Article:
On The Property Management Show today, we’re talking to John Bykowski, CEO at Fourandhalf as well as Matt Simons, general manager of Abodea. Our topic is maintenance for property management companies.

How can maintenance be a bottleneck to profitability, and what can property management company owners do to mitigate that risk?

By the way — have you caught our other episodes on Bottlenecks to Property Management Profitability? If not, be sure to check out our episodes on: Focusing on the Wrong Activities, Poor Accounting and Leaky Sales Funnels.

Alright, let’s dive in!

Introducing Matt and Abodea

Matt is responsible for building the customer service component of what Abodea does, and if you’re not familiar with Abodea, you might have known them as SuperTenders, which was founded as NightTenders. They were the first company in their space to provide after-hours maintenance support to property managers.

Now, the company coordinates maintenance support for property management companies at all hours of the day and night.

If the power goes out or the bathroom is flooding or it’s 105 degrees and the air conditioning doesn’t work, you can use Abodea to respond to the tenant, diagnose the problem, and take the appropriate action. The company was created by a property management veteran who recognized that maintenance is a major pain point for property management companies.

John and Matt met at a sales conference in Nashville recently and got to talking about how maintenance can really be a bottleneck for property management companies that are trying to grow.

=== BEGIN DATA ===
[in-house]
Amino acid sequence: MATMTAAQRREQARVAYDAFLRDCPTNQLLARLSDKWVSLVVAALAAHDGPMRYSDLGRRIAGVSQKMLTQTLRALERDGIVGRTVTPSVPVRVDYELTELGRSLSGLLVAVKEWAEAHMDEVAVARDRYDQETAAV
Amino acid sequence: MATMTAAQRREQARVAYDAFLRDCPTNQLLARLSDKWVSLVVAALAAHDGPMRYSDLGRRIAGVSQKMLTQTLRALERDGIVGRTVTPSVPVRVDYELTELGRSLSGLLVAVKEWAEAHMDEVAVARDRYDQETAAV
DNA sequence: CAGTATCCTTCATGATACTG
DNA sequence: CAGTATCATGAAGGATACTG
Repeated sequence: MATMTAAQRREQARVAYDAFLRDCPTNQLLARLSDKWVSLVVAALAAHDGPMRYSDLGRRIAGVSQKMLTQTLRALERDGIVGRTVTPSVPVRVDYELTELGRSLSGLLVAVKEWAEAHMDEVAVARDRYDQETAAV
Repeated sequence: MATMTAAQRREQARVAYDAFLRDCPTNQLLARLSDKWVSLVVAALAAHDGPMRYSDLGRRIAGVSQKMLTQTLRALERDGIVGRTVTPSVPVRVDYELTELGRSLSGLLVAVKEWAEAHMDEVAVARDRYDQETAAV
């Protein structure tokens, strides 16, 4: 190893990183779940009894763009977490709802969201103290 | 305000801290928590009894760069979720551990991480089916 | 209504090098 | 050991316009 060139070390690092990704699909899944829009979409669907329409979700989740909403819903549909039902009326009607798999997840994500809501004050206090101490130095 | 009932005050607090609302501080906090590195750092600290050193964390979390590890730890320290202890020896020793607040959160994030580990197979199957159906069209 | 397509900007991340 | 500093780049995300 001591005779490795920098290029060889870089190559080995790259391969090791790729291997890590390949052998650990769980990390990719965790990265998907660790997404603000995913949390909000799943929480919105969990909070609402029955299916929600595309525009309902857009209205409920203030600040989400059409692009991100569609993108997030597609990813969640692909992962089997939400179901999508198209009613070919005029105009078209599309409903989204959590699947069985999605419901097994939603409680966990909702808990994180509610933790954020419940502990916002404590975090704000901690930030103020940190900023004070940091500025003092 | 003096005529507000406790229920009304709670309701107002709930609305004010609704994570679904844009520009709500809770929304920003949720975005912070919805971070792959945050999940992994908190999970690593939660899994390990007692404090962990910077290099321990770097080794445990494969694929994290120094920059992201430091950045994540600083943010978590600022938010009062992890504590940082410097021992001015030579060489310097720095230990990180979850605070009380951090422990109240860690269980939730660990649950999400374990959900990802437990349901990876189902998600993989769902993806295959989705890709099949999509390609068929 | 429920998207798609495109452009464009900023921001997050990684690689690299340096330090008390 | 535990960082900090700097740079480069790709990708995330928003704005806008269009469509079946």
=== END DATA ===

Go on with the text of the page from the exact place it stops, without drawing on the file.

How Maintenance in Property Management Can Hold Your Company Back

A company’s scale of operations can create a bottleneck when it comes to maintenance and profitability. Abodea discovered that customers who were smaller or start-up companies were dedicating a lot of time and resources to maintenance, and not getting anything back.

Maintenance is unpredictable. It’s not like collecting rent or paying owners. You can go months without any maintenance needs or have three properties need something major in one month. So, it’s hard to allocate resources to efficiently manage the repair issues and dispatch vendors.

Maintenance is a delicate part of your property management business. Each maintenance call is different in its importance and urgency. A repair that’s handled the wrong way can cause long-term, sustained damage to your owner’s property. It can deplete the quality of life for your tenant. So when it’s 3:00 in the morning and you have to make a quick decision, your judgment can be difficult to trust, no matter how long you’ve been in the business.

This can create customer churn.

There’s also the matter of finding and retaining good vendors. You have to build a vendor list that includes professionals you can trust. It’s a good idea to have three or four vendors you can call in each specialty so you have the confidence that you’ll be able to get someone on the phone immediately when necessary.

Building and maintaining a vendor list takes a lot of time and resources. Doing maintenance correctly can be an overwhelming cost, even for large property management companies.

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Building Maintenance in Property Management as a Revenue Stream

On the flip side, there are revenue streams associated with rental property maintenance.

That revenue can offset the cost of maintenance, and sometimes significantly. So, the entire maintenance experience for property managers is on a spectrum. It can be a big cost center or just a big cost. And, if you’re not appropriately scaled or you haven’t allocated your maintenance resources correctly, you can lose customers and create damage to properties.

Usually, maintenance is separate from general property managers. A lot of companies have upcharges that are included in maintenance invoices. That’s because maintenance is unexpected and unpredictable. Each maintenance issue is a single event, so you’re being compensated for the time it takes to diagnose the problem and dispatch the appropriate professionals.